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Where should you send your kids for school?

Your kids won’t be imbued with decent values from our era’s public schools. They won’t be taught to respect authority or to love their country and flag. They will learn about condoms and LGBTQIA+, but there are no guarantees that they will learn about history, math, science, and English literary excellence.

They won’t start the day with a prayer to a Supreme Being greater than they, nor will most even begin with the Pledge of Allegiance and “The Star-Spangled Banner.” Even if the school “allows” the pledge to be recited or the national anthem to be sung or a “moment of silence” to be had — a big “if” — there may well be some kid demonstratively sitting in protest, another kneeling, others shuffling with eyes rolling. There won’t be uniform respect and patriotism, with hands over hearts and pride in the words.


In public school, they may learn about homosexuality or lesbianism or drag queens-this or transgender-that. They may learn about condoms or “safety techniques” to avoid pregnancy or tools for the “day after” or options for abortions.

But respect for authority? They will learn that police are racist. They will learn that their parents can sue their teachers or the principal. They will learn that teachers can be fired if they get out of line by expecting kids to be prepared. Also, by the way, they will learn that their parents are not as smart as they thought they were. Who knows? Maybe they even will hear of boys and girls who later learned that their daddies are not really their daddies, or of others with two live-in daddies.

What will they learn in class? In history, perhaps in 1619 Project lessons, they will learn that America was founded in racism by racists who came here to own slaves. If the kids are White, they will learn that they are racist even if they don’t know it yet. Perhaps they will be asked to stand and apologize to those not White or to the wall. In math, they will learn that there are no “correct” answers, that all answers are right. Two plus two certainly can be four. But it also can be five or eight, as long as that is Your Truth.

Let me take you back six decades to Yeshiva Rambam of Brooklyn, circa 1960. I was in first grade in this Orthodox Jewish parochial school. Each day began with the pledge and “The Star-Spangled Banner.” Sometimes, we also sang “America the Beautiful” or “G-d Bless America.” We placed our little Jewish hands on our big Jewish hearts and learned to love America. We learned about Americans who gave their lives for our freedom. And Mrs. Sherman taught me the difference between then and than. The Yankees no longer were “better then the Mets.” They were “better than.” During the religious half of my school day, Morah (the title for teacher) Rothberg taught me to respect my parents and to say please and thank you.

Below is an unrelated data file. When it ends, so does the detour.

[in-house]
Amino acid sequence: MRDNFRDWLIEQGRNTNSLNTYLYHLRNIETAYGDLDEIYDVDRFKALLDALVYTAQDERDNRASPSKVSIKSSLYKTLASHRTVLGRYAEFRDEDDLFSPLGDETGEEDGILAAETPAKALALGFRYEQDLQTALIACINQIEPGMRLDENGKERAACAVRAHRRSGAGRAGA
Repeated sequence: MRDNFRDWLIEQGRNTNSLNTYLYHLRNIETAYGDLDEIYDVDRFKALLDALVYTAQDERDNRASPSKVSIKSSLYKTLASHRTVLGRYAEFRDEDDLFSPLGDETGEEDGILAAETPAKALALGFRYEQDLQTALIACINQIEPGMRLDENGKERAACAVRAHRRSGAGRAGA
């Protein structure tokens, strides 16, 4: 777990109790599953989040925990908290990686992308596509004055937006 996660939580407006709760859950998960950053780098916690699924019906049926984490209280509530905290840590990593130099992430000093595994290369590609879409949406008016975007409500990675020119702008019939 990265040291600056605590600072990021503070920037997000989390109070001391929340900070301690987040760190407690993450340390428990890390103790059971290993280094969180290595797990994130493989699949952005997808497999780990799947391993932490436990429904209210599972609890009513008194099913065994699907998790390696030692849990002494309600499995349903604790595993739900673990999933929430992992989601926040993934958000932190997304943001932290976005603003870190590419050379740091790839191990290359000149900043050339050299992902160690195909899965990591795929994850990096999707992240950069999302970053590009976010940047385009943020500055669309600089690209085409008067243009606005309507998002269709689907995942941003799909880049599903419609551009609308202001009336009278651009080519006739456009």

In second grade, Rabbi Schroit taught me my first Torah, the biblical verses about Noah and the Ark. We learned our first foreign language, memorizing translations for those verses’ Hebrew words. He also taught us to love and respect our parents. He was a man of impeccable character. During the secular half of our day, Mrs. Platt taught us how to dial a telephone and how to answer if called. Never begin by asking, “Who is this?” Rather, begin with: “David Fischer speaking. Hello.”

And so it went. Mrs. Raucher taught me grammar in fourth grade, while Rabbi Fastag taught us Hebrew songs about the holidays. Mrs. Ganzel taught me a world of reading, writing, and arithmetic in third and fifth grades. Mr. Bettinger finished ninth-grade math with us by the end of seventh grade, leaving Mrs. Wolfson frustrated the next year because we already knew the eighth-grade stuff and were ready for sophomore-year high school geometry. Meanwhile, having hardly begun mastering Hebrew and only the book of B’reishit (Genesis), we entered fifth grade by being immersed in the language of Aramaic and the Babylonian Talmud. We learned about ownership rights and ethics, the difference between owner liability the first time his ox gored someone versus its third goring. We learned the laws for what to do if we find lost objects — when we are required to publicize and return what we found. And we learned we are required to stand respectfully any time an elderly person comes within our ambit. And we learned to respect our parents.

It was more of the same in yeshiva high school at Brooklyn Talmudic Academy. We finished the entire New York state high school math curriculum by the middle of sophomore year, so Rabbi Cooper and Mr. Rubinstein ended up teaching us college math — calculus and stuff — the rest of the way. We kept learning the Talmud. Kept learning American history with Mr. Merlis, who told the best jokes and the corniest puns. Mr. Zuckerman taught high school chemistry at the college level. Mr. Berkowitz did the same in biology. Mr. Tarendash in physics. And Mr. Strum taught me literary writing skills.

Get this: In twelve years through yeshiva high school, we never heard a word in the classroom about homosexuality, lesbianism, pregnancy, or abortion.